Case Study Ameritrade

Marinade’s Cost of Capital Executive Summary After careful analysis of Amerada and comparable companies, I have estimated a 14. 784% cost of capital that should be used to evaluate Marinade’s upcoming investments in technology and advertising. After analyzing the historical return on Marinade’s investments, I have concluded that if the firm manages this project at least as well as its previous investments, the return on the proposed project will exceed the cost of capital resulting in a positive NP project.

Based on the estimated cost of capital, relative to the company’s historical returns on investment, I recommend that Amerada undertakes this investment project.

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I believe that the estimated cost of capital Is appropriate because It is partly based on a set of companies where the mall source of revenue Is similar to that of Amerada, deep discount brokerage companies. In addition, the nature of the project Is to Increase the customer base of Amerada, a frequent and archetypal venture for a deep- discount brokerage firm.

Because Amerada has very Limited data due to Its recent PIP, I will be using the comparable data of Waterholes Investors, Quick and Reilly Group Incorporated, and Charles Schwab Corporation to estimate Marinade’s levered beta using a bottom-up approach. I will be using these comparable because they are all characterized as deep-discount brokerage firms with similar sources of revenue. I used data from 1992-1996 because in my experience, I have found that five years of data provides a reasonable and precise measure of information.

It should be noted that I consistently used the same amount of data from five calendar years for all of Marinade’s comparable.

The key stakeholders Involving this decision are management and those providing the capital, both debt and equity, for this new undertaking. For these stakeholders, priority Lies In the return of the Investment, the success of the company, and the ability to meet the financial obligations of the firm. These priorities can be best predicted with my provided estimation of the cost of capital in relation to the company’s historical return on investment.

Market Overview As Amerada continues to grow and make investments in projects, it is important to realize the effect the market has on the brokerage. One thing I want to emphasize is the direct correlation between the deep discount brokerage market and the stock market. While the S 500 during the last two years (1995 and 1 996) have had returns of 34.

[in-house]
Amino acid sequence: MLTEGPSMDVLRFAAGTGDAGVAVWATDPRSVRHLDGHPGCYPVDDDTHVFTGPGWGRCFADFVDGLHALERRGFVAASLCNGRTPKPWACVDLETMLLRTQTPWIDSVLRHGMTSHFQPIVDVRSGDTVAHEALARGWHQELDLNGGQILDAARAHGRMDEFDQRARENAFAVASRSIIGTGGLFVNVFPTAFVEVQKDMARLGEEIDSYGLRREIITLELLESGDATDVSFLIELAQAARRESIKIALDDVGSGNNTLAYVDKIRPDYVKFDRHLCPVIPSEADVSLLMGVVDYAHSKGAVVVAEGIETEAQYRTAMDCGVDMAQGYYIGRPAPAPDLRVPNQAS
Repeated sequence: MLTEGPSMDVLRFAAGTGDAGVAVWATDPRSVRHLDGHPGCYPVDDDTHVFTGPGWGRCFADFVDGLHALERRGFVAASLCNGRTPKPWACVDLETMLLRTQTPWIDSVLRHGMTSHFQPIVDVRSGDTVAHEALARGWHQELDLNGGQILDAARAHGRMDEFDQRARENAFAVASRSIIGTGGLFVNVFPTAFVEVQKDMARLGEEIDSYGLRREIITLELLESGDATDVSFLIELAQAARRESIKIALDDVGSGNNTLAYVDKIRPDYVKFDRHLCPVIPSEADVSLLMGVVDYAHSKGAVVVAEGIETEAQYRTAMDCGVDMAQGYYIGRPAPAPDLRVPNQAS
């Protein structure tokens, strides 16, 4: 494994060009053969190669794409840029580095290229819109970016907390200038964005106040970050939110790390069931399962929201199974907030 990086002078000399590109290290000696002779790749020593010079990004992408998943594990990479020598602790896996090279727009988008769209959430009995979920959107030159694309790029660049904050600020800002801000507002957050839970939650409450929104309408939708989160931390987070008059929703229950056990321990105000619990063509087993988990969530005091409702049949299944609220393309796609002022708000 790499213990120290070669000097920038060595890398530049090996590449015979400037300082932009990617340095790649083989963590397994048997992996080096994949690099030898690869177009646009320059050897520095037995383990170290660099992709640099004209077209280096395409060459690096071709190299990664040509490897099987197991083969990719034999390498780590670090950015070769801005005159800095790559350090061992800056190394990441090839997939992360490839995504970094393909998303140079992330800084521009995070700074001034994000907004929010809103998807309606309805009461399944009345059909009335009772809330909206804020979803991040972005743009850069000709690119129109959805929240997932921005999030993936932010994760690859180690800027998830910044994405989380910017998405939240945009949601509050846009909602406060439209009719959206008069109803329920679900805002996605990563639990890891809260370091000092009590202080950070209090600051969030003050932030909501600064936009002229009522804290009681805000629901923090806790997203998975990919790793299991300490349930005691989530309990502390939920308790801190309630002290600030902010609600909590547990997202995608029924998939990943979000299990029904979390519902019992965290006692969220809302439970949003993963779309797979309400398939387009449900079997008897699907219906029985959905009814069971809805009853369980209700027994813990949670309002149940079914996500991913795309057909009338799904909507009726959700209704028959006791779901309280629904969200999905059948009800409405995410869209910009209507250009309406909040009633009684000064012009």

11% and 20. 26% respectively, it is easy to be optimistic about the health of the economy and the performance of the company. In the case of an economic downturn, Amerada should be ready for a decrease In consumer activity and should consider diversification.

Perhaps taking on other types of activities such as investment banking roles Like mergers, calculations, and security underwriting old also be wise. This would diversify away some of the risk Involved In strictly deep-discount brokers. Amerada should also be conscientious of the very price- sensitive nature AT I TTS consumers when evaluating tens Investment.

My calculated cost of capital is subject to a variety of factors affected by the uncertainty of the future. For instance, it is conceivable that the company’s beta will change over time due to the dynamic characteristics of the market and the economy.

In addition, stakeholders could change their comfort regarding the degree of risk aversion, which old affect the market risk premium. In order to mitigate the risk, Amerada could place a premium cost of capital on top of my estimated cost of capital when discounting future cash flows. This would mitigate the risk of future cash flows that are too optimistic in potentially harsh economic times.